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Visions and Venturers (Theodore Sturgeon, 1978)

Theodore Sturgeon (1918-1985) was an American science fiction author who is generally regarded as one of the true masters of the genre. His importance to science fiction cannot be overstated, and his influence extended beyond the page, as he coined “live long and prosper” in one of the Star Trek episodes he wrote. He is the source of the adage ​​“Ninety percent of [science fiction] is crud, but then, ninety percent of everything is crud,” a smart riposte to critics who liked to look down their noses at his home genre. He was one of the first genre authors to include gay characters in his work, and his novel Venus Plus X (1960) remains a groundbreaking look at gender roles. Ursula K. Le Guin credited him, along with Edgar Pangborn, with convincing her that “it was possible to write worthwhile, humanly emotional stories within science fiction and fantasy,” according to Wikipedia.

That said, I haven’t read much Sturgeon, and I’m ambivalent. I think his pseudo-vampire novel Some of Your Blood (1961) is a horror classic that everyone should read, and Venus Plus X is an interesting experiment that’s worth reading but unsatisfying. I’m sure I’ve encountered some of his short stories in various collections, but nothing springs to mind. This 1978 collection, featuring stories published between 1942 and 1965, is fine. It’s fine! Nothing in it is terrible, but nothing is particularly good either. There’s a sameness to many of the stories, a structure of building mystery followed by pages of exposition, that saps the most interesting ideas of momentum.

The best of the bunch is “Talent” (1953), a throwaway about a mean kid with the ability to transform matter with his mind, but who uses it to torment animals and terrify his mom. It reminded me of the Twilight Zone episode “It’s a Good Life,” only nastier and funnier. It’s no coincidence that this is the only story that dispenses with the explanations. Other stories have interesting premises, like “The Traveling Crag,” about a fearsome weapon from another galaxy that has the side effect of turning an antisocial hick into a sci-fi Hemingway. I love the echo of Sturgeon’s famous adage about 90% of everything being crap that crops up midway through, but as with most of these stories, the last few pages consist of an overly elaborate explanation of the mystery. The worst offender is “The Touch of Your Hand” (1953), of which nearly a third is explanation.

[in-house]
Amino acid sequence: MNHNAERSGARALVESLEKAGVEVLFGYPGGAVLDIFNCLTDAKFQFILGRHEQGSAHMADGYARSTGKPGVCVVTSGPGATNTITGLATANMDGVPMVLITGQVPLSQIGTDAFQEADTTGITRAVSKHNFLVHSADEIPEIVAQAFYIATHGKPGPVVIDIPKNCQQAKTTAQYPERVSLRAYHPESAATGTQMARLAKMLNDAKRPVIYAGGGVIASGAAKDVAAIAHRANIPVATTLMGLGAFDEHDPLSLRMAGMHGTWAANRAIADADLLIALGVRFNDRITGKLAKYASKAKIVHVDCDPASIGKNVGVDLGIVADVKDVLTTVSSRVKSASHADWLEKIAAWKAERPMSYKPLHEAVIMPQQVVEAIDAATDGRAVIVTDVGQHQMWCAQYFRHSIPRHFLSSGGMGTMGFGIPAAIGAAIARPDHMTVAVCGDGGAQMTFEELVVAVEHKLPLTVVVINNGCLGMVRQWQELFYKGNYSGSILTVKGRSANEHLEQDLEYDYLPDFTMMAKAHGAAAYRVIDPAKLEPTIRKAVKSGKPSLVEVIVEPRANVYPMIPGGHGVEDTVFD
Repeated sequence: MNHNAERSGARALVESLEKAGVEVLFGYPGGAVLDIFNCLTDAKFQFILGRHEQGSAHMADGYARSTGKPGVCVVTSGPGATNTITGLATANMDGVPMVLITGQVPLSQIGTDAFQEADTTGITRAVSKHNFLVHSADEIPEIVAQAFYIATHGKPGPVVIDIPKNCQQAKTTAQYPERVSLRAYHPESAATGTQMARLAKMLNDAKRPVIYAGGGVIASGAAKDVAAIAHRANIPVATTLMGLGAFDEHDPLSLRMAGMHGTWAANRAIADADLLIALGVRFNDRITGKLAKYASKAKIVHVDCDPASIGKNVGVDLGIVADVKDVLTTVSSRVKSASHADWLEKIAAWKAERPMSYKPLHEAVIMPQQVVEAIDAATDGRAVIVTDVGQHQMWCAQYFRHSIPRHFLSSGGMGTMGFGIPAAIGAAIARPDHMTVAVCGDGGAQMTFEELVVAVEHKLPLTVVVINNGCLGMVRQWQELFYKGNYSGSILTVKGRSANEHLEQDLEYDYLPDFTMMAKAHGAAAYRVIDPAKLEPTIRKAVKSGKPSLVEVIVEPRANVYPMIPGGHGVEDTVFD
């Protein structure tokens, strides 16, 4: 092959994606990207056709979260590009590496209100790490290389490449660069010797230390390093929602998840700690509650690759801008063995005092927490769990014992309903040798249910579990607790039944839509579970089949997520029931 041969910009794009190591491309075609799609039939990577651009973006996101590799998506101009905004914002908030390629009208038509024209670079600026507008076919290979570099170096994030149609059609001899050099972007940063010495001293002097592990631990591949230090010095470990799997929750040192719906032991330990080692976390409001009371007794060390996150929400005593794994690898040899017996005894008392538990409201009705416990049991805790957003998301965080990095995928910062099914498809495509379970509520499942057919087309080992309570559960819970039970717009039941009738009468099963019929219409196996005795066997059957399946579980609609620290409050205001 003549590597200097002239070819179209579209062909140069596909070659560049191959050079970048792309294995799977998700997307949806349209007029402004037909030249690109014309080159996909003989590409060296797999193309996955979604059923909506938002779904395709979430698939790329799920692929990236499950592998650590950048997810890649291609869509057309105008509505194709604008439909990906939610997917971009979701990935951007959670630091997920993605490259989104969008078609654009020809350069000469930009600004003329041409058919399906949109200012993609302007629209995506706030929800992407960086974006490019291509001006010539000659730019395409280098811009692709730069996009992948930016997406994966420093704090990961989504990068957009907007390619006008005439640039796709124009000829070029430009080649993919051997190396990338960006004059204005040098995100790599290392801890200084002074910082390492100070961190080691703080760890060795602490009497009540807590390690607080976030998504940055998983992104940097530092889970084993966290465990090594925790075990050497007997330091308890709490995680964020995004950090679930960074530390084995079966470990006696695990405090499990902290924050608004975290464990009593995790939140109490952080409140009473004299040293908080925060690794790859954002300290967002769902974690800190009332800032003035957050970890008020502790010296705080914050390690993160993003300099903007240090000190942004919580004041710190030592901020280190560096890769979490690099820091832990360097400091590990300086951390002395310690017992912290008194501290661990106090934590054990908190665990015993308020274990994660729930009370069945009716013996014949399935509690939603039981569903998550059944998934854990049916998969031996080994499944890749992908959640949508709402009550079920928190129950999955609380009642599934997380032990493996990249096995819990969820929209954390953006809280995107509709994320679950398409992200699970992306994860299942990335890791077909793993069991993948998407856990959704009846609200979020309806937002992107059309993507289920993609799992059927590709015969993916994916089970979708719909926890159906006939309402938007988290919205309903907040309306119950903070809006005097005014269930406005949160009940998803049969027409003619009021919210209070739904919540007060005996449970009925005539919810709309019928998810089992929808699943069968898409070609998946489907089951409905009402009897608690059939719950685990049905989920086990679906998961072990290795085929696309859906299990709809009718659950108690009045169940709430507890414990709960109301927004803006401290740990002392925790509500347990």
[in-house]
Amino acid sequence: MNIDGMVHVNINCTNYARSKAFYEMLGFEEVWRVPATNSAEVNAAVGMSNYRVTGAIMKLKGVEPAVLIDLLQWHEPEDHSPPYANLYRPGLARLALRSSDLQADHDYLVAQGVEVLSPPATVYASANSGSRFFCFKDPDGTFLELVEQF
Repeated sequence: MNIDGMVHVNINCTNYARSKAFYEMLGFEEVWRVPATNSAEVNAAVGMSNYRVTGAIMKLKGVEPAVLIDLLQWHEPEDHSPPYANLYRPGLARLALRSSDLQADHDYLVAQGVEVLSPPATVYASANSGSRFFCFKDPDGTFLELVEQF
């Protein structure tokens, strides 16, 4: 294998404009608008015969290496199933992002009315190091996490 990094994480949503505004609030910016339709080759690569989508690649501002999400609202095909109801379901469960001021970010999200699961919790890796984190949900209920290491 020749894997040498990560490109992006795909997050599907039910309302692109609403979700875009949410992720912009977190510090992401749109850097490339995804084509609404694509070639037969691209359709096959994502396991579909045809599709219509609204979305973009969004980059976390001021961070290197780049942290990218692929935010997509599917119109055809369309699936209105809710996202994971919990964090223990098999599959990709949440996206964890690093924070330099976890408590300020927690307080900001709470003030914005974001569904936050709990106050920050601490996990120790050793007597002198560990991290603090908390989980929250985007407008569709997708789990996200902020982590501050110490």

Sturgeon’s writing is solid enough, with small flights of brilliance that tended to make me wish he had taken a bit more time revising the rest. It’s very much of its time, so every female character is introduced via bust measurements, and their characterization is solely in terms of whether the male protagonist is attracted to them or not. I don’t expect writers of the past to conform to present-day standards regarding racism and sexism, but I guess I expected something different from someone who Ursula K. Le Guin praised so highly.

The cover, painted by Wayne Barlowe (born 1958) when he was just 20 years old, is excellent, but the interior illustrations, drawn by British artist James Odbert, are uniformly terrible.